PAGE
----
Roman villa complex found in Sussex

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The Independent Online

One of the greatest of the Roman villas in Britain is being uncovered, with central heating, agricultural buildings, a baths complex and what appears to be a private temple. The villa was used for 300 years, probably by a great Romano-British family.

One of the greatest of the Roman villas in Britain is being uncovered, with central heating, agricultural buildings, a baths complex and what appears to be a private temple. The villa was used for 300 years, probably by a great Romano-British family.

Preliminary investigationsjust outside Lewes, East Sussex, show the villa was built in the late 1st century AD, 120 metres across, with under-floor heating, at least 25 rooms and richly adorned with decorated wall plaster and mosaic pavements. The baths complex has three lavish buildings, two of which had sophisticated water heating systems. Archaeologists believe the wealthy Romano-British family ran an agricultural estate covering at least four square miles.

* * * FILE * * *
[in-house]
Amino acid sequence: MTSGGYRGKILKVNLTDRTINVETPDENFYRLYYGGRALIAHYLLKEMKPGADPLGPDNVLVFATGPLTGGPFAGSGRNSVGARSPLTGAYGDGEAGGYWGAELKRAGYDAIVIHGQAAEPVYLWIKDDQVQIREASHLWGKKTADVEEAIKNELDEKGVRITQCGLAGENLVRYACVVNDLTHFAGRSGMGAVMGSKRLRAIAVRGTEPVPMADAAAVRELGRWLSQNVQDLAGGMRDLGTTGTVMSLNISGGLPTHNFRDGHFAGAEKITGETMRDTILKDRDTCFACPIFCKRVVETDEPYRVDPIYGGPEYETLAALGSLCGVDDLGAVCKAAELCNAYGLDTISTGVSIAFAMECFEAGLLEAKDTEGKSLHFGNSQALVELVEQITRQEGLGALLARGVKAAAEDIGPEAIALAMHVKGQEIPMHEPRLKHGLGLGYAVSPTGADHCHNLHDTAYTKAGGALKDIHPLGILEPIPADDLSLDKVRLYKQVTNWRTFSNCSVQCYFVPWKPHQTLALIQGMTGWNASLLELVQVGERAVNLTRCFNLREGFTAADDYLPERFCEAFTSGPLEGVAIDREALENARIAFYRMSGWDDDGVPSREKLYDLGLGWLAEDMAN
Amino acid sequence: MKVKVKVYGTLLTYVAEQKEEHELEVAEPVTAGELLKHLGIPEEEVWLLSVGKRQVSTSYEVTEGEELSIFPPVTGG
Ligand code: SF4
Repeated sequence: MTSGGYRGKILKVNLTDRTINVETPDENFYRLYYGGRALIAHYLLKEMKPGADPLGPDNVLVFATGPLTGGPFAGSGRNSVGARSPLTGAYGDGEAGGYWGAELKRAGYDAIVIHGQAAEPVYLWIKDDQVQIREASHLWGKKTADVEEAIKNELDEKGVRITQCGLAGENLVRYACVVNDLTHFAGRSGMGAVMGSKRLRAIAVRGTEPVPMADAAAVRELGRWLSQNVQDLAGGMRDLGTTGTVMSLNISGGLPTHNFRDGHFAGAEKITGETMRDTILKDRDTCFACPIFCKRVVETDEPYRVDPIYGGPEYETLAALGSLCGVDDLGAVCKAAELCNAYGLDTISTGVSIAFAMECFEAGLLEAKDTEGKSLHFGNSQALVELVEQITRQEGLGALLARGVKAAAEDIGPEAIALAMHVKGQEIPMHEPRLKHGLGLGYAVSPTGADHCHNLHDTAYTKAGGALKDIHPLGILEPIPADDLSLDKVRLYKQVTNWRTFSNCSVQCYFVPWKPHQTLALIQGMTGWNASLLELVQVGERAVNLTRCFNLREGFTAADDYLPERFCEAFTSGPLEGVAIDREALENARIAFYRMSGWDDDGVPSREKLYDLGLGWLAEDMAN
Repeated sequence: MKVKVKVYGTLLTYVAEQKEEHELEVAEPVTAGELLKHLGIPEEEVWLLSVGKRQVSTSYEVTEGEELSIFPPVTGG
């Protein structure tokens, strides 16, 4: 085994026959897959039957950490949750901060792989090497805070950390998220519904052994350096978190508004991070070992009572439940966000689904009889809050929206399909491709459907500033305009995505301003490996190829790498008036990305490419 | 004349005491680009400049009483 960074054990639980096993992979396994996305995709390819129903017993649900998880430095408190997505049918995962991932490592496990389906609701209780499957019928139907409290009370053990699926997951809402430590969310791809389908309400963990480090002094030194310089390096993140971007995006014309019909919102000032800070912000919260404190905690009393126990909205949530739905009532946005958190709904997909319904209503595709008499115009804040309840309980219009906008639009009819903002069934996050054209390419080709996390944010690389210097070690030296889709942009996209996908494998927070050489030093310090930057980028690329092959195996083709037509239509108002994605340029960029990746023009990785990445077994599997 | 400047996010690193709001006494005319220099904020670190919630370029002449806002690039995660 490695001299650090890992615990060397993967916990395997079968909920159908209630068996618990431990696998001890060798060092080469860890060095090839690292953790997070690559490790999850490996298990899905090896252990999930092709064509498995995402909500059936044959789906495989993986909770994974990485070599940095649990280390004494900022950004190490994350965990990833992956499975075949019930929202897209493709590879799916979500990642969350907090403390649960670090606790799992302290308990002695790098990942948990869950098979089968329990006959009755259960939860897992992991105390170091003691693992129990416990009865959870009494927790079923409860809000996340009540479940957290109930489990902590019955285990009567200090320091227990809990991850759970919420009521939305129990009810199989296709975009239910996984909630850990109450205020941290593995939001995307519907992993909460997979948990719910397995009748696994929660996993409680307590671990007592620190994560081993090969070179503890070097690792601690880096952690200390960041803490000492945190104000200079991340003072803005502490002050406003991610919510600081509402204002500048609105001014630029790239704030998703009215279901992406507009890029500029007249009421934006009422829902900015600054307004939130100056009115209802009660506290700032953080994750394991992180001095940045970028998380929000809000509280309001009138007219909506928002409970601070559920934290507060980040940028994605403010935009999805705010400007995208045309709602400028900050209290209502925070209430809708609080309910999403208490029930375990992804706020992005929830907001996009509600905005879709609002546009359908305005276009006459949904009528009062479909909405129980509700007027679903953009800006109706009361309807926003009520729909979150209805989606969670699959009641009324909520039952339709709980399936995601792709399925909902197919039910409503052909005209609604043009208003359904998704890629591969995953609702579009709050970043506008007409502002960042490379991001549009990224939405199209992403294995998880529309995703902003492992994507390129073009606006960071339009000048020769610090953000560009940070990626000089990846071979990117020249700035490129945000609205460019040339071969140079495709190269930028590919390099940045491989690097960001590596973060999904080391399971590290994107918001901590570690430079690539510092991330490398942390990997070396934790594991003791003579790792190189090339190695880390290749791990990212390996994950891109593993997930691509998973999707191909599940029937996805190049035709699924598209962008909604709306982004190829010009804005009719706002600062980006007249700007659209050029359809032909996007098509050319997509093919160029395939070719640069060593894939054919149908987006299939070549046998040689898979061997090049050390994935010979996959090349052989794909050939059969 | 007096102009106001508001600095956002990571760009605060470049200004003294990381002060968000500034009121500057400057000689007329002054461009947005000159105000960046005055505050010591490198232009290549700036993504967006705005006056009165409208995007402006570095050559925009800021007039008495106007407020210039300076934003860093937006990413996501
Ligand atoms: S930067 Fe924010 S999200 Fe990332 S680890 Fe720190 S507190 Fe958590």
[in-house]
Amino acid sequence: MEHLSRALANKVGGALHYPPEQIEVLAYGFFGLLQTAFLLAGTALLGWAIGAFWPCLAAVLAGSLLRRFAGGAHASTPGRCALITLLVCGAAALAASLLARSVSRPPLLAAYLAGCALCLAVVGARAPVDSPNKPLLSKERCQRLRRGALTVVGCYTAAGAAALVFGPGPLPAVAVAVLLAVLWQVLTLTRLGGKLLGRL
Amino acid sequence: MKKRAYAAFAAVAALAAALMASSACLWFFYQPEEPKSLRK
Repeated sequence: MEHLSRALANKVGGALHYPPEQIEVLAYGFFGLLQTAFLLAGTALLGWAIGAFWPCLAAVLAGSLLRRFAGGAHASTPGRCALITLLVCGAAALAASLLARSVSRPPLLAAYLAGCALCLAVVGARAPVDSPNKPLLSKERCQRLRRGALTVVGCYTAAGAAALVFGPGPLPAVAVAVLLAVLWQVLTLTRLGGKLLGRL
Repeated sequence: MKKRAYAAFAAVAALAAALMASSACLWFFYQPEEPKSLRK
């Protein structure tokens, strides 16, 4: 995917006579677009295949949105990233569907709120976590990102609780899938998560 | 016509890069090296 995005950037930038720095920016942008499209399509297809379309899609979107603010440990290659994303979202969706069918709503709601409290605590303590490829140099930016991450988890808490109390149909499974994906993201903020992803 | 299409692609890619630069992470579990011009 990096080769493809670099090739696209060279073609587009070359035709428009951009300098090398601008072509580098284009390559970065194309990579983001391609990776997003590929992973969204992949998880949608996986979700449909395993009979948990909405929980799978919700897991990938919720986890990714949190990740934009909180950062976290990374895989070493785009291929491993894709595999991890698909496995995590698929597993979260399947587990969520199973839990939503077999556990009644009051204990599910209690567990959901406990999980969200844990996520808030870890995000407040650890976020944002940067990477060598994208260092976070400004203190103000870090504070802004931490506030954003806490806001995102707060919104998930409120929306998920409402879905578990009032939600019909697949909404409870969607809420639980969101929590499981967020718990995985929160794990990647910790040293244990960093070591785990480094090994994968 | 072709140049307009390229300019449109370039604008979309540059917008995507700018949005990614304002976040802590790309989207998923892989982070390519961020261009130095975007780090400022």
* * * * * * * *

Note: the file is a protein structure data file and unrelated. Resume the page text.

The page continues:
Local historical evidence suggests the site continued as the administrative centre of the estate after the Romans left, and seems to have continued to fulfil that role through the Anglo-Saxon and medieval periods. The site remains, to this day, the focal point of a local manorial area.

Chris Butler, an archaeologist, said: "This is an extremely rare discovery. It also raises the probability that someRomano-British land-holdings remained substantially intact and possibly even in the same family through both the 5thcentury Anglo-Saxon and 11th-century Norman seizures of political power." Mr Butler is director of the Mid-Sussex Field Archaeological Team, which has been investigating the villa.

Evidence shows the family's prosperous lifestyle, fragments of imported fine Gallic tableware, pieces of wine or fish amphorae from the Mediter- ranean, shards of delicate glass vessels and the detritus of oyster banquets.

The villa buildings, its courtyard garden and baths covered at least 8,300sq metres. Most were timber-framed on flint and chalk footings, and were roofed with red tiles, giving a generally Mediterranean appearance.

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